[Haskell-cafe] Why the Prelude must die
claus.reinke at talk21.com
Sun Mar 25 11:32:41 EDT 2007
> Vivian McPhail wrote:
>> What I want to push is a 'mathematically sound' numeric prelude. A proper
>> numerical prelude should have bona fide mathematical obects like groups,
>> rings, and fields underlying common numerical classes.
> Some classes would become even more important: monoid, groupoid,
> semi-group, loop (semi-group with identity), etc. But all of those are,
> to the average programmer (and many a mathematician), just as scary as
as long as those concepts, like monads, are clearly defined, consistent, and
have practical uses that directly correspond to those concepts and fulfill the
laws associated with them, that should not be a hindrance.. ;)
ok, tongue out of cheek again, someone would need to investigate the
particular shape in which such abstract concepts would be most useful
(which may or may not be the same shape best known in maths, see
Monad, Monoid, Applicative, Arrow,..), and how those shapes are best
expressed within the programming language abilities. and then, of course,
someone would need to write code and tutorials.
i know there has been a lot more than just talk wrt numeric preludes for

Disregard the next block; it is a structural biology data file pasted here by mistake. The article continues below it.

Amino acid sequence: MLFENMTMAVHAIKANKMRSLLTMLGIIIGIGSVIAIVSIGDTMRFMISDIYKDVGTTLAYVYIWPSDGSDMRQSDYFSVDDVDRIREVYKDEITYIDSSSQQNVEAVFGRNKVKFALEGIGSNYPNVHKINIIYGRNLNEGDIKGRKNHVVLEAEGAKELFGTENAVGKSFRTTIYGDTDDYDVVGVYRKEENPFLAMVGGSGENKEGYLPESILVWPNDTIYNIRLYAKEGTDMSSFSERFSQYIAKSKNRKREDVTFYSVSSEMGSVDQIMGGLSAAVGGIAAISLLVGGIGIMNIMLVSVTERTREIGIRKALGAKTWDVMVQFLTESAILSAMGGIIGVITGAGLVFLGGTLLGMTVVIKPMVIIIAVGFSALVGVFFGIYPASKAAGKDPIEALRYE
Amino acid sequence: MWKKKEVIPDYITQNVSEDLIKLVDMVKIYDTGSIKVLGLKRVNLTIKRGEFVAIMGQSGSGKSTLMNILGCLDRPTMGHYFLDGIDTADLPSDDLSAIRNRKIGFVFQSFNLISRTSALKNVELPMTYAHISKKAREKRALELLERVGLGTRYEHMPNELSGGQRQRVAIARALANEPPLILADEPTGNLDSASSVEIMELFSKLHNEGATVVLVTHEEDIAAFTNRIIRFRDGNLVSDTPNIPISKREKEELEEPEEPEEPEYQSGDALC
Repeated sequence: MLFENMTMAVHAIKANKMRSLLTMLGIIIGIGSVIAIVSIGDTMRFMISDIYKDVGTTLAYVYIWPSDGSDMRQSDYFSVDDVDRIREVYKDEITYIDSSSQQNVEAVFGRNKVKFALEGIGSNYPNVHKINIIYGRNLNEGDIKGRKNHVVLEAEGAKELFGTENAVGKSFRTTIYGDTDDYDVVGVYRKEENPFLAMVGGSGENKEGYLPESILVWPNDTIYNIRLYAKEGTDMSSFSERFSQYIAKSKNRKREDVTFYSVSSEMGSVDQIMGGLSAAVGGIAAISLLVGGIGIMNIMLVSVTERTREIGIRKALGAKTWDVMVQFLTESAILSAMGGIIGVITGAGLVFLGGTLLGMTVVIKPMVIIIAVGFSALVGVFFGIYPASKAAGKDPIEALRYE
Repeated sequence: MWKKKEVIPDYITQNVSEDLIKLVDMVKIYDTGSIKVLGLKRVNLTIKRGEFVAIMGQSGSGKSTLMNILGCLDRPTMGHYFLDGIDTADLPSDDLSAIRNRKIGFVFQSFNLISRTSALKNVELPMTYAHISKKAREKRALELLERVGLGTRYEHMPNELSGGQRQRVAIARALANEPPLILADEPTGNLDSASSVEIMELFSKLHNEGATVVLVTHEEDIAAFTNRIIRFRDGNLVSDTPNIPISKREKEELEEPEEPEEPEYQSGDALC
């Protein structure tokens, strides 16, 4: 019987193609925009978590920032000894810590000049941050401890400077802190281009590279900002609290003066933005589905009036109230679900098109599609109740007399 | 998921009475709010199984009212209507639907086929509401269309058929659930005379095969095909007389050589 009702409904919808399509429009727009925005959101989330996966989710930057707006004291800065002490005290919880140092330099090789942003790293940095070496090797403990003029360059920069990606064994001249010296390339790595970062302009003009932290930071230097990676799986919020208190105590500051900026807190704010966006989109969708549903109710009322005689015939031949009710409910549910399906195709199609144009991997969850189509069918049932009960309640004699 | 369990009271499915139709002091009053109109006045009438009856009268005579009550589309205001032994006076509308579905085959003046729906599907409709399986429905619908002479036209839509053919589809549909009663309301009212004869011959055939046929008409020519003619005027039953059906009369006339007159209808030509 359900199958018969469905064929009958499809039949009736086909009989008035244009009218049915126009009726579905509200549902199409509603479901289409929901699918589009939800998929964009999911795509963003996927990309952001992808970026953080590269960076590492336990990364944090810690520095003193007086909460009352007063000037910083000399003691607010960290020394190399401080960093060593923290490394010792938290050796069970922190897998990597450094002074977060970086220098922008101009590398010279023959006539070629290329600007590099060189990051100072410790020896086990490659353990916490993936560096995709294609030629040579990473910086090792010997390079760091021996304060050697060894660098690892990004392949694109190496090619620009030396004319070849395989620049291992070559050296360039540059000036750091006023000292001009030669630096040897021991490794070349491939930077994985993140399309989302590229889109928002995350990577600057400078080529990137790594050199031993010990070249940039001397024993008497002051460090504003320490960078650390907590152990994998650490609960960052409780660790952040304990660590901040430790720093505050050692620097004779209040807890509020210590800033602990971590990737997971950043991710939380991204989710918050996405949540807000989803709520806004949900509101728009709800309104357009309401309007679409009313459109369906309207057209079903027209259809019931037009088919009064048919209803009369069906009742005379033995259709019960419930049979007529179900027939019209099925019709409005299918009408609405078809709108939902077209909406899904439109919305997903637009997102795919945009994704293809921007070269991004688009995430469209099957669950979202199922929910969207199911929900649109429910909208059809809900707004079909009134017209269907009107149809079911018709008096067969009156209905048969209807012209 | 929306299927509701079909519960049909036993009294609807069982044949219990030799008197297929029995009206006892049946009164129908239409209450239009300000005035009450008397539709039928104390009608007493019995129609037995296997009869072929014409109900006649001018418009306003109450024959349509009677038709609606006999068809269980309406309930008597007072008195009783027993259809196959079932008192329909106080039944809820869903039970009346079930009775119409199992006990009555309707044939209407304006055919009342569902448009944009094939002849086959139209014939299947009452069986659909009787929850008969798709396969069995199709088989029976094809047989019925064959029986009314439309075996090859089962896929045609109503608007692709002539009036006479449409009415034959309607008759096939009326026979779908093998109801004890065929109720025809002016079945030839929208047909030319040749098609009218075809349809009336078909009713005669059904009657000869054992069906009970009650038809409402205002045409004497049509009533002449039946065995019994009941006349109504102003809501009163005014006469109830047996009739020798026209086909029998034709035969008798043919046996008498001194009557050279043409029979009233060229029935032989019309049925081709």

haskell, but just now, it took me a while to find the main incumbents, and
i could easily have been put off track by other mathematical libraries. when
i found that mathematical prelude discussion page at haskell.org, it was
disappointingly brief, so i might not have followed through to the sources,
which seem rather better developed. when i did go to the darcs site for
the sources, there were haddocks, but for introduction and overview,
there is only a brief entry for the haskell communities report, in .tex format.
perhaps i was mistaken in thinking that there is a group of math-interested
haskellers out there discussing, developing, and documenting the area? or
perhaps that group needs introductory tutorials presenting its work?
long ago, there was a start in Jeroen Fokker's
Explaining Algebraic Theory with Functional Programs.
but what would be today's updated equivalent?
-- one of the secret commands of haskellbot; when uttered on one of the
channels haskellbot is lurking on (mailing lists, news groups, irc, blogs,
feeds,..), it will generally result in yet another monad tutorial (YAMT)
to be written and published; although, if haskellbot is bored, it might
simply point randomly to one of its earlier works; documentation on
haskellbot commands is sketchy, possibly to discourage trolls, but it
has been known to react to "oop in haskell", "killer application",
"mainstream", "static vs dynamic typing", and "category theory"
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